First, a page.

New Posts on Wednesdays and Saturdays -- er generally

Wednesday, December 07, 2016

Sonoran Christmas

This week-end was time to write the blurb for Sonoran Christmas. Blurb writing is its own special challenge. The wrong words will cause readers to not bother reading the sample. The right words tell the reader what they can expect and include warnings on any difficult issues. There are subjects that some will always avoid, and a good blurb alerts the reader if such things are in the book.

The cover is often another challenge with a new book. The wrong cover will have the reader never looking further-- and that includes me. In this one, because the hero and heroine are older (he's 65 and she's 60) finding models was out of the question. Sometimes I come across those in their late 30s or early 40s but even that's not the norm-- and especially not in period costuming.

Then, there is the fact is I know how virile and handsome men can be at 65 (think Sam Elliot and frankly, Ranch Boss still at 73), and I'd rather my readers use their own experiences than trying to find one face to nail down him or how lovely a 60 year-old woman can be. 

While I considered ways around people on the cover, I came across the perfect image to give a touch of the magical to the desert in winter.

Here's the blurb for Sonoran Christmas:


1905-- Frederica Windsor steps off the train in Tucson, Arizona and into a world, unlike any she’d known—where the Old West has yet to be tamed. She has come to find why her daughter mysteriously left Boston. She does not expect she is about to launch herself into an adventure with a man who seems to have come from the pages of one of the dime novels she’s been reading.

Jeremiah Taggert finds this Bostonian lady temptingly beautiful but has no intention of taking it further. He had lived a reckless, outlaw life before recognizing that world was gone forever, and those who denied it were going to be strung up, shot or in a prison cell. With his three sons settled in Tucson, he wants to be close enough to help in their lives, as a way to make up for the years he’d not been much of a father.

Together Jeremiah and Frederica are about to find something they felt had passed them by. The problem will be surviving an enemy with a long reach. Leaving Tucson and heading south toward the border and the Circle O ranch, the flavor and beauty of the desert become part of their story as it takes them to a family Christmas, with danger on its way.

At 29,000 words, Sonoran Christmas brings back some characters from-- Arizona Sunset; Tucson Moon; Arizona Dawn; Rose’s Gift; Echoes from the Past; Lands of Fire; and Bound for the Hills. The novella has no sex, but there is gun violence.


It will be out on Thursday (if all goes as planned) and 99¢ until 2017. I currently have all the novellas at that price but that will change January 1. I don't see much difference in sales for offering my books cheaper. And Amazon makes it very unappealing as they take 70% of prices under $2.99. If a cheaper price led to more sales, I might see it differently, but it doesn't, at least for my books. Red Hawk Christmas was out at that price and got its only sales from the newsletter response-- since then, even with good reviews, it hasn't had any.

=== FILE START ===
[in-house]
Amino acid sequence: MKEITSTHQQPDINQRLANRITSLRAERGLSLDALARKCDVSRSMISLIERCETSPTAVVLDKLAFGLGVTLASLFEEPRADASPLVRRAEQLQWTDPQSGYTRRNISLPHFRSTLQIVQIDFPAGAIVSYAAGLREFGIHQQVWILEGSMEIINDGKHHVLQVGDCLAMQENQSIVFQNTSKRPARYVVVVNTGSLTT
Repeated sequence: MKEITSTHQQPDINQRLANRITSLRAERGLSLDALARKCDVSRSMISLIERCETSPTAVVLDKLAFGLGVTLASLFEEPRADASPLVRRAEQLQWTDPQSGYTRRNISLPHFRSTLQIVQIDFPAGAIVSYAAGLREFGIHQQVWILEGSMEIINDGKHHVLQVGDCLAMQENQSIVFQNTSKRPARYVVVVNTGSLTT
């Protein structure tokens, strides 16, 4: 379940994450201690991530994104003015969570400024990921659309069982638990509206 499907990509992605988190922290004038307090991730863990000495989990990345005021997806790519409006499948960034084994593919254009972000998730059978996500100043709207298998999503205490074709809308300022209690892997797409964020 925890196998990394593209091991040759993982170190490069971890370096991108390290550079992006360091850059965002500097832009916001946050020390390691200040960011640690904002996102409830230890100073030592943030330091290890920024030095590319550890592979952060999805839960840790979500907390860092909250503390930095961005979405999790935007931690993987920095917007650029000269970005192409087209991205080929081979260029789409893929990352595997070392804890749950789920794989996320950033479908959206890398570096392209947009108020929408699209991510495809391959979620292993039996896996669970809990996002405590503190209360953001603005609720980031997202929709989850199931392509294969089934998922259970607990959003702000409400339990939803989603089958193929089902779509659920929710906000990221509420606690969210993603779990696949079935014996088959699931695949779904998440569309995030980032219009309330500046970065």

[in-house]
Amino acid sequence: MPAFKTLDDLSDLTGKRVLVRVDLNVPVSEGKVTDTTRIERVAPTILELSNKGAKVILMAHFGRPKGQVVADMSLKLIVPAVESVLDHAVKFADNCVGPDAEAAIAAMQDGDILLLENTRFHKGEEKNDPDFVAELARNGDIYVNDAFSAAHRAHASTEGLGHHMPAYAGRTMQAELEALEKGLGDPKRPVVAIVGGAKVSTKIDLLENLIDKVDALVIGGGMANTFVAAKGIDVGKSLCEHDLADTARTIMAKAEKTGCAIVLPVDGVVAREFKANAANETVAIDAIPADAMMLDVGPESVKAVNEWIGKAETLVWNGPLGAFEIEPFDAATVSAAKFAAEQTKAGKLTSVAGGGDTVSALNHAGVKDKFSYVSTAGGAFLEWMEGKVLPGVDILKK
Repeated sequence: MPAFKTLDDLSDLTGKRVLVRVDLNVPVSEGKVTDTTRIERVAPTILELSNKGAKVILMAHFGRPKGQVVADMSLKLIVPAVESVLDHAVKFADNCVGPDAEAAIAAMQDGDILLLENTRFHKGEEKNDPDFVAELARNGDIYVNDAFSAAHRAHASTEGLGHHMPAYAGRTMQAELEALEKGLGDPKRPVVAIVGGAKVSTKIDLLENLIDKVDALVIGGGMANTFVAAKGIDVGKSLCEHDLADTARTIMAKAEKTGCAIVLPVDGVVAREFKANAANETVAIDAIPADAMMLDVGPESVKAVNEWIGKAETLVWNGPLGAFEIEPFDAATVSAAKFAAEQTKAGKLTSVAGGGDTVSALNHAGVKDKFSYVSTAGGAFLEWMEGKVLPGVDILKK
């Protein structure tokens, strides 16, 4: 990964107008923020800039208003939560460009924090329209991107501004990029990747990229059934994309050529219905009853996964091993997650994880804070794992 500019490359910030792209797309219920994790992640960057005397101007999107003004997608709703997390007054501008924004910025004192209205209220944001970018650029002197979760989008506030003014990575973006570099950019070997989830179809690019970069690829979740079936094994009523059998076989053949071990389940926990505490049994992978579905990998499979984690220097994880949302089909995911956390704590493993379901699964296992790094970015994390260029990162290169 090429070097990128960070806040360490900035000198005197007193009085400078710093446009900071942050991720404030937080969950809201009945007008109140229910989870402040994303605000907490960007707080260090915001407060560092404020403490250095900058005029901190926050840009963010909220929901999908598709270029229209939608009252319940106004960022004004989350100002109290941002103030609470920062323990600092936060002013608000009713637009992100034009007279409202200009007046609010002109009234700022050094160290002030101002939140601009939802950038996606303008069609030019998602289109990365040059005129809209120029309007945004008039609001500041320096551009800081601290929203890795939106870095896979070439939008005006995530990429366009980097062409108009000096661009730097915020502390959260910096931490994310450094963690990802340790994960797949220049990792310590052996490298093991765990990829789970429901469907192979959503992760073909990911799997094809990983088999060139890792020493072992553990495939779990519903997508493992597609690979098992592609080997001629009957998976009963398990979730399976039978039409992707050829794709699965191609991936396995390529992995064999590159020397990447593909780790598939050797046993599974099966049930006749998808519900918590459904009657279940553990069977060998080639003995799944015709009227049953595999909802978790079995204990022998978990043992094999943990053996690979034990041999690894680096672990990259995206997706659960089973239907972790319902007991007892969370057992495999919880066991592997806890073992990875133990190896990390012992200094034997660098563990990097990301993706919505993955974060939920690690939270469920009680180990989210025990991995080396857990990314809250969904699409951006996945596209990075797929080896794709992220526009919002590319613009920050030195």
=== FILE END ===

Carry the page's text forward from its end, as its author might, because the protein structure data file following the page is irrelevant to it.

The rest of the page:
Marketing is a very mysterious part of publishing and mostly it leaves me scratching my head. I want to though share what I experience here as a way to help writers who may just be starting out. Of course, their experience might be totally different. So much is subjective-- without the firm rules many of us might like. Art just ain't that way ;)

Saturday, December 03, 2016

Christmas Caring II

Last year, the first Christmas Caring began when Kirsten Osbourne told writers of a project where they could submit short stories for a Christmas anthology. They did not have to be romances. All proceeds would go to a Texas charity, which she knew did good work. 

The catch was the stories, 4000 words or less, had to be submitted by the end of that week-end in order to get it out in time for Christmas book buying. Amazingly, with 24 short stories, the anthology was out early in December. I wrote about my experience in a December 2015 blog: [Blue Mountain Christmas]. 

The anthology is still out there-- short stories don't get old. Surprising to me, when I put out my first Christmas novella (another out next week), they also sell year round.

For 2016, the announcement was made in August that there would be a second charity anthology with the proceeds going to a different charity-- Legacy Initiative of Utah. A September date was given for when short stories, of under 5000 words, had to be submitted. We would be informed if our stories were accepted. 

I've written in this blog about how I had one idea that led to a quickly written short story, which I equally quickly realized I wanted to be longer. I set it aside and worked on another idea for a contemporary short story of a 58 year old woman who made a huge change in her life. Writing went well, and I submitted Red Rock Christmas in plenty of time to beat the deadline. But then, I heard nothing back as to whether it was accepted. 

The more I thought about the middle-aged woman's journey, the more I realized it not only had the potential to be a novella but also the first of a new series of women starting over. Because I had no idea if my short story would even be in the anthology, I asked Kirsten if I could expand it and bring it out separately-- same heroine but with more information. She said since the contract for the short story was not exclusive, it would be fine. 

So I wrote a novella and titled it Red Hawk Christmas for the name of the heroine's RV and to keep it separate from the short story. The novella went 22,900 words and was published in late October when I still didn't know about the short story. 

Only this week did I learn that Red Rock Christmas is in the anthology. In some ways though, a short story is a different art form than the novella or full novel. Even having read Red Hawk Christmas, I think the short story could be enjoyed for that creative difference.

This time the anthology has 19 stories with a lot of very different looks at Christmas-- some sounding quite funny. Just to whet your appetite for buying Christmas Caring II, here are the titles, authors, and the order in which they appear in the book:   

A Christmas Masquerade by Kari Trumbo; All I Want for Christmas is a Zombie
by Steve Pantazis; A Matter of Kin by Jenna Eatough; Today I Am Santa Claus
by Martin L. Shoemaker; All the Swears by Alyson Peterson; Wings for Christmas by Kevin L Nielsen; Golden Moments by Linda Carroll-Bradd; A Bride for Christmas by Carra Copelin; Just in Time for Christmas by Annie Boone; Christmas Angels by C.S. Martin; Kaitlyn’s Christmas by CJ Samuels; Fireballs for Christmas by Lorena Dove; Merry Molasses Mayhem by Danni Roan; The Christmas Doll by Kay P. Dawson; Holly Jolly Courtship by Jacquie Rogers; His Christmas Rose by Peggy L. Henderson; Red Rock Christmas by Rain Trueax;